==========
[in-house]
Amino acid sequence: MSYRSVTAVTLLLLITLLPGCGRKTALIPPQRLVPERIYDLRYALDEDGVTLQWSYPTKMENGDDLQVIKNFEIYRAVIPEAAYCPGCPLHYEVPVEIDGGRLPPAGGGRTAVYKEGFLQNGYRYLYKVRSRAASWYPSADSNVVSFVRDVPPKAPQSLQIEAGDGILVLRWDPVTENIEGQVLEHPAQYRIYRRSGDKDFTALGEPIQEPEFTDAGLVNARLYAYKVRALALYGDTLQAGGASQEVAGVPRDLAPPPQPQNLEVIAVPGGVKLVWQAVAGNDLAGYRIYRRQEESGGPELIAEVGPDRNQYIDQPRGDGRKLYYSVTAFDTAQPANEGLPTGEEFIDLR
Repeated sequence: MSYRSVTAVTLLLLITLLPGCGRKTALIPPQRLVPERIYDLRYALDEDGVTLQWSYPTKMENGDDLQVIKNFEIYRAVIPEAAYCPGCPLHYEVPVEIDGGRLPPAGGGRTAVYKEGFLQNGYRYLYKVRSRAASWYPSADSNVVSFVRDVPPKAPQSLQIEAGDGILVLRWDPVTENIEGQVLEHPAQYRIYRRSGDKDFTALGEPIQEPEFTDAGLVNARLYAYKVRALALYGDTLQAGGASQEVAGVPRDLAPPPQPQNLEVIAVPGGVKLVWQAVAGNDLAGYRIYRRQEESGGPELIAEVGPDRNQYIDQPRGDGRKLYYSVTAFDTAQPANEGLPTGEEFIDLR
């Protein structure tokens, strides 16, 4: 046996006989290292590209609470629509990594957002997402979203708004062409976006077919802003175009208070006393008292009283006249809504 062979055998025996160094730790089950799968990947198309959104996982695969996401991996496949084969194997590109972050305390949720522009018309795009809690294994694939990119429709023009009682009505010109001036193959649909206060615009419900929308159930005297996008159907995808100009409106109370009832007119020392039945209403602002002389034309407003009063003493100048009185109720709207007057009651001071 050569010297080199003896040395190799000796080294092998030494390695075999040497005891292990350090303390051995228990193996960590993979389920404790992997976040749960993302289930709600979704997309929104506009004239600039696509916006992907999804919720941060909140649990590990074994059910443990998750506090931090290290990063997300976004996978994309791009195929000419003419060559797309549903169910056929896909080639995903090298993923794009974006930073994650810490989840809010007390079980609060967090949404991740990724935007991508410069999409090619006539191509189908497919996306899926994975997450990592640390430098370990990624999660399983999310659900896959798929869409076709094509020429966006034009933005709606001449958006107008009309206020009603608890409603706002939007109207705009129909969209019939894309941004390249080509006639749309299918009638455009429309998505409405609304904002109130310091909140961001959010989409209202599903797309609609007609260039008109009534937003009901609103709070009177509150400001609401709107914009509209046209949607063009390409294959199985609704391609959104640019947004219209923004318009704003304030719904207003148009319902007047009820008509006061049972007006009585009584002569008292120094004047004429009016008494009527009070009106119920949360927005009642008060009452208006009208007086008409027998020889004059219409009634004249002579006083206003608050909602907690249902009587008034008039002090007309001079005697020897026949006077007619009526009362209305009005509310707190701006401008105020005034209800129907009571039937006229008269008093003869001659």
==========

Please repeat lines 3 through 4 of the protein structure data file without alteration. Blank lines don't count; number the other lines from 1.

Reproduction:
Repeated sequence: MSYRSVTAVTLLLLITLLPGCGRKTALIPPQRLVPERIYDLRYALDEDGVTLQWSYPTKMENGDDLQVIKNFEIYRAVIPEAAYCPGCPLHYEVPVEIDGGRLPPAGGGRTAVYKEGFLQNGYRYLYKVRSRAASWYPSADSNVVSFVRDVPPKAPQSLQIEAGDGILVLRWDPVTENIEGQVLEHPAQYRIYRRSGDKDFTALGEPIQEPEFTDAGLVNARLYAYKVRALALYGDTLQAGGASQEVAGVPRDLAPPPQPQNLEVIAVPGGVKLVWQAVAGNDLAGYRIYRRQEESGGPELIAEVGPDRNQYIDQPRGDGRKLYYSVTAFDTAQPANEGLPTGEEFIDLR
């Protein structure tokens, strides 16, 4: 046996006989290292590209609470629509990594957002997402979203708004062409976006077919802003175009208070006393008292009283006249809504 062979055998025996160094730790089950799968990947198309959104996982695969996401991996496949084969194997590109972050305390949720522009018309795009809690294994694939990119429709023009009682009505010109001036193959649909206060615009419900929308159930005297996008159907995808100009409106109370009832007119020392039945209403602002002389034309407003009063003493100048009185109720709207007057009651001071 050569010297080199003896040395190799000796080294092998030494390695075999040497005891292990350090303390051995228990193996960590993979389920404790992997976040749960993302289930709600979704997309929104506009004239600039696509916006992907999804919720941060909140649990590990074994059910443990998750506090931090290290990063997300976004996978994309791009195929000419003419060559797309549903169910056929896909080639995903090298993923794009974006930073994650810490989840809010007390079980609060967090949404991740990724935007991508410069999409090619006539191509189908497919996306899926994975997450990592640390430098370990990624999660399983999310659900896959798929869409076709094509020429966006034009933005709606001449958006107008009309206020009603608890409603706002939007109207705009129909969209019939894309941004390249080509006639749309299918009638455009429309998505409405609304904002109130310091909140961001959010989409209202599903797309609609007609260039008109009534937003009901609103709070009177509150400001609401709107914009509209046209949607063009390409294959199985609704391609959104640019947004219209923004318009704003304030719904207003148009319902007047009820008509006061049972007006009585009584002569008292120094004047004429009016008494009527009070009106119920949360927005009642008060009452208006009208007086008409027998020889004059219409009634004249002579006083206003608050909602907690249902009587008034008039002090007309001079005697020897026949006077007619009526009362209305009005509310707190701006401008105020005034209800129907009571039937006229008269008093003869001659």